Two voices from one: folk singing from around the world

Video: Singing with two voices. An interview with Dessi Stefanova of the London Bulgarian Choir

When I first heard the London Bulgarian Choir I knew it would be really interesting to find out how they create that incredible sound. In a quite different way to the more operatic “bel canto” style of singing, they are able to create a very powerful, bright sound which includes some unusual effects and ornamentation. Dessi Stefanova, founder and leader of the London Bulgarian choir, graciously agreed to be interviewed on the subject. Experienced in teaching non-Bulgarians how to change their voice to produce this sort of singing style, she was able to explain exactly what she’s doing with her throat in singing – creating a “twanging” sound she likens to a seagull or bagpipe.

Making this film was enlightening. Though I’ve always enjoyed singing, I had no idea it was possible to think about it in this level of anatomical detail and to control it in this way. Discussion of the harmonics was particularly fascinating. I guess I knew in some sense that one note is in fact made up of several notes, harmonics, at once, but hearing Dessi sing makes it clear. Her voice style amplifies certain of those harmonics to create an effect like two voices singing from one. It’s not quite as marked as that of Mongolian or Tuvan throat singing (“overtone” singing), but it’s there.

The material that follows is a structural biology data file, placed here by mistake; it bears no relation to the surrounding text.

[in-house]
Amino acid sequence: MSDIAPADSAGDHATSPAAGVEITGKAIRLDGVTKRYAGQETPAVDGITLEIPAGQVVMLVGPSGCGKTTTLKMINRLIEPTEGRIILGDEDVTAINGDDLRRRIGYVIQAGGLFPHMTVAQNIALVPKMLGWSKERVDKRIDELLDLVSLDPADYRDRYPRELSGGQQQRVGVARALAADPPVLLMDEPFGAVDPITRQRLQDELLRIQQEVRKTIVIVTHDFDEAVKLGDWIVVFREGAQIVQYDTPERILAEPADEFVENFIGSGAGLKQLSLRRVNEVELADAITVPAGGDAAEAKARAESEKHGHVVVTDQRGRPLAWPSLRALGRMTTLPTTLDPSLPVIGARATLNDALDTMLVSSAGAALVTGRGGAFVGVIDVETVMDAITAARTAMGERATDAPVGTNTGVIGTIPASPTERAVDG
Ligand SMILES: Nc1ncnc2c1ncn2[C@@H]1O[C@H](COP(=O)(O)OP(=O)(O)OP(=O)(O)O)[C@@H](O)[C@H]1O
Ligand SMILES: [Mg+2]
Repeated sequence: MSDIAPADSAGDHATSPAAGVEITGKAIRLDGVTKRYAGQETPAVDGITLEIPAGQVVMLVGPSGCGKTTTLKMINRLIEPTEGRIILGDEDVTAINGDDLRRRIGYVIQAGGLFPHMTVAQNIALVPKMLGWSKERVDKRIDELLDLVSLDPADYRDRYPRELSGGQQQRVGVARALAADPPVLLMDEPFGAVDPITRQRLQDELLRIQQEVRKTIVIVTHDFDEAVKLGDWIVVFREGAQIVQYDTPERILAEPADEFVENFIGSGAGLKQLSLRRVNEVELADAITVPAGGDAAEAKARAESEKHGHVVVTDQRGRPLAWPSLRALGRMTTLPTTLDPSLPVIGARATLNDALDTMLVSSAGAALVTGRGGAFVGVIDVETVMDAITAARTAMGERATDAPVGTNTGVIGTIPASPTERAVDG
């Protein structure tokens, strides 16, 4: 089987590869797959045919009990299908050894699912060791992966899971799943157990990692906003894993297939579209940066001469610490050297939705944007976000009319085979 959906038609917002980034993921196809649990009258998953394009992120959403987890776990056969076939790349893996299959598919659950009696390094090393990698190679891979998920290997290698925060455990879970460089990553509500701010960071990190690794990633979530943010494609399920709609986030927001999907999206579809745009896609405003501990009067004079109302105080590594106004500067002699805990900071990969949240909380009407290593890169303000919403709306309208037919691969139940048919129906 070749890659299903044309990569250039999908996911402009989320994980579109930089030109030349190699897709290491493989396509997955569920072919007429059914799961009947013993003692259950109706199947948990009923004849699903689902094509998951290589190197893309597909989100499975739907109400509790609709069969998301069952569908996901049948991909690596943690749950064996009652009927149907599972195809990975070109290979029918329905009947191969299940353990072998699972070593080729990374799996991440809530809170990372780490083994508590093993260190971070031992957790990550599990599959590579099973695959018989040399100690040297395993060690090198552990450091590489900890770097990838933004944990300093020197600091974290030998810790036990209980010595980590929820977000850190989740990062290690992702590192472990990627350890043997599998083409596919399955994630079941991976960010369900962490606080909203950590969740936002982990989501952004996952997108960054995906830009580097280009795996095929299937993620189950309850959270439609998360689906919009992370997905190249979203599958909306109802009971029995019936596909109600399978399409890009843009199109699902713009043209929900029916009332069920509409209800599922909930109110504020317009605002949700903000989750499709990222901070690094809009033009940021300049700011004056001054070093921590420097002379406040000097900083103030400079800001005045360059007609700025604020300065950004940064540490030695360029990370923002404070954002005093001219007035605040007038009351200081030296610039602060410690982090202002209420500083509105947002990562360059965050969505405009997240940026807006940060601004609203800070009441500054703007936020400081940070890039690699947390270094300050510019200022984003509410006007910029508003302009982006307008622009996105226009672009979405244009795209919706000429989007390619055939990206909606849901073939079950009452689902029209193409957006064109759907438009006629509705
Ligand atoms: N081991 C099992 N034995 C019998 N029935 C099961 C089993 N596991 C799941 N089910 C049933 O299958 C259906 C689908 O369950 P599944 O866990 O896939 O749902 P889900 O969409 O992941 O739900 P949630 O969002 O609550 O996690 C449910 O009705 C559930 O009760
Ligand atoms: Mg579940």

Whilst I was preparing for the film, Dessi directed Alex and I to a BBC radio show on the human voice which she’d been a part of. I recommend a listen (it’s called Discovery – Musical Instruments 1 from December 2010). It even tells you how to get the overtone effect in your voice. In a bit I sadly had to cut from my film, Dessi also talked about other folk styles which use this, including a Sardinian style: singing “a tenore”.

The Unesco film above turned out to be just one of a series which led me off into a wonderful journey of discovery, in particular introducing me to various traditions of polyphonic singing (e.g. Georgian or the Aka pygmies of central Africa). Absolutely fascinating.

Dessi and the London Bulgarian Choir will be appearing at our Get Mouthy! event on Friday 30 September.

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